A Logging Camp Story — Beaver Stew

A Logging Camp Story — Beaver Stew

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Working for a logging camp one might come across something unusual in the thick forests. One day working  in the  Gilmour camp near Maniwaki they came upon a camp of 15 Natives all worse from wear from liquor.

They insisted the white men stay for dinner and when the group of men declined the natives grew angry. Rather than see their sentiments grow deeper they decided to stay for dinner. A large pot hung over the campfire and smelled of meat  stew. The men soon found out it was Beaver stew, which they were eager to try.

When the Beaver was served the men found out that the meat was good eating, but carelessly prepared. Chunks of fur was still attached and one of them got served a Beaver leg still with the claws on it.  Needless to say they had to act with great finesse not to irritate their dinner hosts who ate the Beaver stew hair and all.

The story ends that then men were might thankful to get away from the drunken dinner party without the Natives attacking them. Gossip says it was 3 to 1.



  • 2-3 lbs 1 inch cubes beaver
  • Bacon grease
  • 2 cups flour
  • 1 tsp salt
  • 1 tsp pepper
  • 2 medium onions
  • 1/2 lb carrots
  • 6 medium potatoes
  • 2 stalks celery


Combine flour, salt and pepper in a closable bag or 2 quart closable plastic container and shake until mixed. Add beaver and shake until well coated.

Dice onions. Melt enough bacon grease in the bottom of a fry pan to sauté onions and beaver. Sauté onions and floured beaver in bacon grease, adding more grease as needed. Place sautéed cubes and onions in a 4 quart pot with enough water to cover. Add water to fry pan to remove the remainder of the bacon grease and flour. Add this pan gravy to your stew.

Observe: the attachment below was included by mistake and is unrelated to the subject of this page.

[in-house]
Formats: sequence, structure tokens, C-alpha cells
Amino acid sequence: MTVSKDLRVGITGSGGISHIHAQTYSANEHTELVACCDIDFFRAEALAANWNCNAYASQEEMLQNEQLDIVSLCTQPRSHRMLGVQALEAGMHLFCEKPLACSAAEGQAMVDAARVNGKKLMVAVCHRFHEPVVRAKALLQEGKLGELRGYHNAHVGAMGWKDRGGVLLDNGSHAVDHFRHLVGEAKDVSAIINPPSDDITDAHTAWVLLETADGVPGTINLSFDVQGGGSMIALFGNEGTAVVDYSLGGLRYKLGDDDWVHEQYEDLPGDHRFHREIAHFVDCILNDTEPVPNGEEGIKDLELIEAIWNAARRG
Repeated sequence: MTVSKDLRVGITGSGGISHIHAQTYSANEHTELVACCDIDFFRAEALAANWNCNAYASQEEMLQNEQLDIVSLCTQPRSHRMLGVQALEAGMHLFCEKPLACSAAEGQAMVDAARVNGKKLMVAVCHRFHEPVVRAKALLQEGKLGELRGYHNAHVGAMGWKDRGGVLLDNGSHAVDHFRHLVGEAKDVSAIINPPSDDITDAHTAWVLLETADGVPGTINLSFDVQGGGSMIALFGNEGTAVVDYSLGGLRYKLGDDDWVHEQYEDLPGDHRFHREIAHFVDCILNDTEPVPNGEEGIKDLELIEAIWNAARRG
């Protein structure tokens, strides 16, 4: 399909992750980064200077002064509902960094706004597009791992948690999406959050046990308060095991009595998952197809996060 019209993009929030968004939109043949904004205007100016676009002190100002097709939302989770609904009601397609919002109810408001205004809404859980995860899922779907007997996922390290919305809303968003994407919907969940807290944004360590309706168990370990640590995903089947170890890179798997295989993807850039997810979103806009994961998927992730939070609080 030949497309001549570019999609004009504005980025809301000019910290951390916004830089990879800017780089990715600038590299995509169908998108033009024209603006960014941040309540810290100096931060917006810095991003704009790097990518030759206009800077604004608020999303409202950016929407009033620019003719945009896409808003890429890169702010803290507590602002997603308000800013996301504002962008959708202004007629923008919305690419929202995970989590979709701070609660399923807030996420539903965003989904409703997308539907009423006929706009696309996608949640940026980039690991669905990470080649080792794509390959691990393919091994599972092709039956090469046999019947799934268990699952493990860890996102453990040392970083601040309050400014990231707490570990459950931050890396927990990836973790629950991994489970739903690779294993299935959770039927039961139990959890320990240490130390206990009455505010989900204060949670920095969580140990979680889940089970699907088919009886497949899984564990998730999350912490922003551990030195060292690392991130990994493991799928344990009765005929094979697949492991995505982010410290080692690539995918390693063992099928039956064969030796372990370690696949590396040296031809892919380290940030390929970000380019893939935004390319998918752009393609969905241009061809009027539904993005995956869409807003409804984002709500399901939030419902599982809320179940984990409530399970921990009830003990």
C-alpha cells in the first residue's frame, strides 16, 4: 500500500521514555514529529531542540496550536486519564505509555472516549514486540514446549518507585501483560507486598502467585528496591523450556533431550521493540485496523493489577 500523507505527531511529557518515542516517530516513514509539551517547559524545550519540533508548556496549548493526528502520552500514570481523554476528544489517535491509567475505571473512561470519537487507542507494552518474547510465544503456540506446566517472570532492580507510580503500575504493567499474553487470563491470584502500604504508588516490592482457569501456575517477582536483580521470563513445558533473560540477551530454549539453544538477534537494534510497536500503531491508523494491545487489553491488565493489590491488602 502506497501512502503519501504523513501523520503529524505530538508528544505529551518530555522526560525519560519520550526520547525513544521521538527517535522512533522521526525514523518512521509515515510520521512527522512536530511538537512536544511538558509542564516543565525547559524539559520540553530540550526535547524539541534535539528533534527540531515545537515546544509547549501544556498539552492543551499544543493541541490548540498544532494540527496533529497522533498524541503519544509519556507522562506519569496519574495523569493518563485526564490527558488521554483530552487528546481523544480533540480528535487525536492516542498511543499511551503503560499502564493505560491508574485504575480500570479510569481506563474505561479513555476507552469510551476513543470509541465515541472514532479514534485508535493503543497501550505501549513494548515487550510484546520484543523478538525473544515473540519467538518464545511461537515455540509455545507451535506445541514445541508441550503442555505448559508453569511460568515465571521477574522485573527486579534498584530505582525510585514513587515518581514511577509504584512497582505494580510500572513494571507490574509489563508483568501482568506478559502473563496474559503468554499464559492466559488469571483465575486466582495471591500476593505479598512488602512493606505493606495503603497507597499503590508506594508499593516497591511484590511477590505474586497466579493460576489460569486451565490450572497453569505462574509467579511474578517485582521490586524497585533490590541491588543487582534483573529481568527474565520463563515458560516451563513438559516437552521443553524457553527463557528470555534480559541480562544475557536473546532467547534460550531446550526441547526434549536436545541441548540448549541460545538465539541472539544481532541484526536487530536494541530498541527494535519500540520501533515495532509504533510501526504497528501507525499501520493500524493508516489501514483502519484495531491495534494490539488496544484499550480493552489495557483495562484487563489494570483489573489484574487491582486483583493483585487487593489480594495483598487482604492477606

Slice carrots and dice celery. Add carrots and celery to your stew and simmer until beaver is somewhat tender (about 30 minutes). Taste broth and add salt or pepper to taste. Cut potatoes into 1 inch cubes and add enough water to just cover the meat and vegetables. Simmer until potatoes are done (about 30 minutes)


Lanark County Recipes Beaver Tail and Muskrat — No thanks LOL

The Harold Kettles Series – Blowing up Beaver Dams in Beckwith

Living with the Natives — Mrs Copithorne’s Bread

The Little Door by the River




About lindaseccaspina

Before she laid her fingers to a keyboard, Linda was a fashion designer, and then owned the eclectic store Flash Cadilac and Savannah Devilles in Ottawa on Rideau Street from 1976-1996. She also did clothing for various media and worked on “You Can’t do that on Television”. After writing for years about things that she cared about or pissed her off on American media she finally found her calling. She is a weekly columnist for the Sherbrooke Record and documents history every single day and has over 6500 blogs about Lanark County and Ottawa and an enormous weekly readership. Linda has published six books and is in her 4th year as a town councillor for Carleton Place. She believes in community and promoting business owners because she believes she can, so she does.

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